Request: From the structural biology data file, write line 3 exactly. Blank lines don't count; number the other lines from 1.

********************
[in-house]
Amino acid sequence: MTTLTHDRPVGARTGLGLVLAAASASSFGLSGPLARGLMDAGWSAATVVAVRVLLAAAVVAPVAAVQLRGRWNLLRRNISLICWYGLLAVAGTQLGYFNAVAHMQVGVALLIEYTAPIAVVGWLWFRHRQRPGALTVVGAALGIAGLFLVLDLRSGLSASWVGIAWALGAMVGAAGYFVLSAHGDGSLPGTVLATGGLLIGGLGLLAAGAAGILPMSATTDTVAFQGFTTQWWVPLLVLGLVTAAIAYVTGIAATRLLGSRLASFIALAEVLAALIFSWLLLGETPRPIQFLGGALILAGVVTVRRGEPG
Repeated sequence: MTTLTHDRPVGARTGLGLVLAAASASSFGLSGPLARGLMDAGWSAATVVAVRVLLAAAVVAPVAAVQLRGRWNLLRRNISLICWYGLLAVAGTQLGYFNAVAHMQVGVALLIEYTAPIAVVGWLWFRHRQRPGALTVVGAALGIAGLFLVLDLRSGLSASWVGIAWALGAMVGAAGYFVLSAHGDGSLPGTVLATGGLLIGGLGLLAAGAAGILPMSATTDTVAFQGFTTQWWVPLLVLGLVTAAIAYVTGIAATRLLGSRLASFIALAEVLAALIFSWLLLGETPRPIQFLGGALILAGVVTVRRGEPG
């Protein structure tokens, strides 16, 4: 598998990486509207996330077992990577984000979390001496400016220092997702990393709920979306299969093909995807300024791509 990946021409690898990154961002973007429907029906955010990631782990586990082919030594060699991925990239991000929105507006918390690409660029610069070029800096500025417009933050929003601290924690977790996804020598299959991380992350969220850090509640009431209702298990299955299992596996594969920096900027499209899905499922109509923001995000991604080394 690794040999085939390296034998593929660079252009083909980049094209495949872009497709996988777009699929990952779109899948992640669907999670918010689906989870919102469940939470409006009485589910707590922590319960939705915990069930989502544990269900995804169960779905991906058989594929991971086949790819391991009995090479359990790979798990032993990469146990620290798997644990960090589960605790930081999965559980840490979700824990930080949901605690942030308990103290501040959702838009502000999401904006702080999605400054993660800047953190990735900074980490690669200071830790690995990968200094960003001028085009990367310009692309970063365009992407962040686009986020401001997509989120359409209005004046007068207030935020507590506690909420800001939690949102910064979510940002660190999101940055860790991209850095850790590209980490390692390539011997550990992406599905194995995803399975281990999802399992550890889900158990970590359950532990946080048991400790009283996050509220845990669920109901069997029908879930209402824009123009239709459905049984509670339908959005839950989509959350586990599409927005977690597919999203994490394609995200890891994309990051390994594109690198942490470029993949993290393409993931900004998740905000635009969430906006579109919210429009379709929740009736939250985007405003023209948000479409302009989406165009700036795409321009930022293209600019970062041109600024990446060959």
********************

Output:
Repeated sequence: MTTLTHDRPVGARTGLGLVLAAASASSFGLSGPLARGLMDAGWSAATVVAVRVLLAAAVVAPVAAVQLRGRWNLLRRNISLICWYGLLAVAGTQLGYFNAVAHMQVGVALLIEYTAPIAVVGWLWFRHRQRPGALTVVGAALGIAGLFLVLDLRSGLSASWVGIAWALGAMVGAAGYFVLSAHGDGSLPGTVLATGGLLIGGLGLLAAGAAGILPMSATTDTVAFQGFTTQWWVPLLVLGLVTAAIAYVTGIAATRLLGSRLASFIALAEVLAALIFSWLLLGETPRPIQFLGGALILAGVVTVRRGEPG